Inspired by the kitsch clock in the Oklahoma house, I designed a clock in NY that embraced the wall at the end of the bedroom. The OK clock allowed me to realize that the face of a clock can be made of just about anything - including the wall the mechanism is mounted on. I explored sketches of cubes and numbers that could be mounted on the walls, ceiling, and the ac unit. But, when I bought the clock mechanism, it came with the 4" sans serif numbers shown above. Great. Sometimes, serendipity works well. I simply applied the numbers to the wall. Each number is located in its correct path but at varying lengths from the clock. The numbers wrap around corners, some are flat, others vertical and the '9' is on the mini-blinds, barely noticeable during the day, but more apparent when the blinds are shut for the evening. The seemingly random chaos of the number placement offsets the structured grid of the statues and buildings on the wall to the left of the clock.
I stood and pondered the message on this billboard. The only clue I can find to help me answer the question posed is that the sponsor seems to be the Special Olympics. I assume, then, that the 'R-Word' is 'Retarded'. This billboard asks the reader to wonder and figure it out - thereby making the word even more dominant and memorable. The result backfires - instead of encouraging the reader to erase a word, it is reinforcing the word and making it a part of our vernacular. There are also too many image messages - the eraser competes for attention with the prohibited symbol over the R - which is the dominant message? Is the content asking us to erase the word or prohibit the word? Do we really need two messages? A reader typically doesn't have much time to read the message on an outdoor billboard. Is the message conveyed here that the 'R' is prohibited, but the word 'retarded' is okay? Should we replace retarded with the R-Word? Doesn't that seem a bit retarded? There sure is a lot of bad design around. Weak concepts. Weak messages. Weak communication of content. Photographed on The Drag in Austin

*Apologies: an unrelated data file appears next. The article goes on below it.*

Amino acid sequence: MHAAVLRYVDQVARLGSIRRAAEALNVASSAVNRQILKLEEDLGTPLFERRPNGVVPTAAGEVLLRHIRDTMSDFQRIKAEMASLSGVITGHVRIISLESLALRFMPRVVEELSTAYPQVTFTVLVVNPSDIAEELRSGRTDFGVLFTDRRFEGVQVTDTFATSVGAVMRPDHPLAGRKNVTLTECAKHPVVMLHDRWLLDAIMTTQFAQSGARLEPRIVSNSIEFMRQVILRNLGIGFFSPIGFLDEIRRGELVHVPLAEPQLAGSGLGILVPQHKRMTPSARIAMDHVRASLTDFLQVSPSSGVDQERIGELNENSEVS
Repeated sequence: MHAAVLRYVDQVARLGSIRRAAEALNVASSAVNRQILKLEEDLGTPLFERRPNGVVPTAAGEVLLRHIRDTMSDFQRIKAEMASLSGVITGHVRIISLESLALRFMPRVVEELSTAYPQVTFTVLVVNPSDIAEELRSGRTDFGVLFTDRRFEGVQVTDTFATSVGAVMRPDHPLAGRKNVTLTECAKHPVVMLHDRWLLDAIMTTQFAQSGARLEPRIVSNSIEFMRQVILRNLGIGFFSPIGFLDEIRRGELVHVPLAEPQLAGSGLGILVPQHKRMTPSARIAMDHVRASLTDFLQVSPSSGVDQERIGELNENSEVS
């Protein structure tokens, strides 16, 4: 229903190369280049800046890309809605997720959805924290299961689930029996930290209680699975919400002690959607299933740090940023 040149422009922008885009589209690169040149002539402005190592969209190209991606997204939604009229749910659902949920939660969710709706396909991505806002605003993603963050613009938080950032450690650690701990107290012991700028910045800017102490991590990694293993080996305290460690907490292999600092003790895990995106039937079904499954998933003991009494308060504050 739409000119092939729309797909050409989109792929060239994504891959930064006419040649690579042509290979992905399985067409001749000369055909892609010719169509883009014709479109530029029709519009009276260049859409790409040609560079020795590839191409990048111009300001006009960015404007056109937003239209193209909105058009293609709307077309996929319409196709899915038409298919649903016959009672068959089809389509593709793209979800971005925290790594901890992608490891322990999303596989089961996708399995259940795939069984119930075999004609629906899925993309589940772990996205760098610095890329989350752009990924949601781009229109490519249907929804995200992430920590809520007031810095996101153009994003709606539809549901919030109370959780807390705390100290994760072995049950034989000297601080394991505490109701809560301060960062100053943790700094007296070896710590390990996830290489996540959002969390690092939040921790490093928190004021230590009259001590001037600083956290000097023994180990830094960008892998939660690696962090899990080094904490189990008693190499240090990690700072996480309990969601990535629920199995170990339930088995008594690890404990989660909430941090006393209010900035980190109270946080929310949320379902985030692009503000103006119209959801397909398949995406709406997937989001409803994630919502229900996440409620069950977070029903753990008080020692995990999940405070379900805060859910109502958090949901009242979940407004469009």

• McCain: solid, straight lined, no-nonsense, military, star, waving flag in the background, dark background, symmetrical centered layout. Conveys strength, military, static staus quo.
• Obama: exploited O (for unique name and to counter 'W' of 2004), rolling plains of middle America, sunrise, soft blue, flag of red/white/blue, and white background. Conveys hope, motion forward, and optimism.
Every year the AIGA, the national organization for design, awards medals to outstanding individuals and firms that have made a significant contribution to design. Another award given is for AIGA Fellows - I was nominated by the Oklahoma chapter and participated in the AIGA Design Legends Gala in New York City in September 2008.
Links: Info on the Gala, the Fellows, Jim's page
Held at the Chelsea Piers, with Hudson Bay and New Jersey in the background. Socializing before dinner.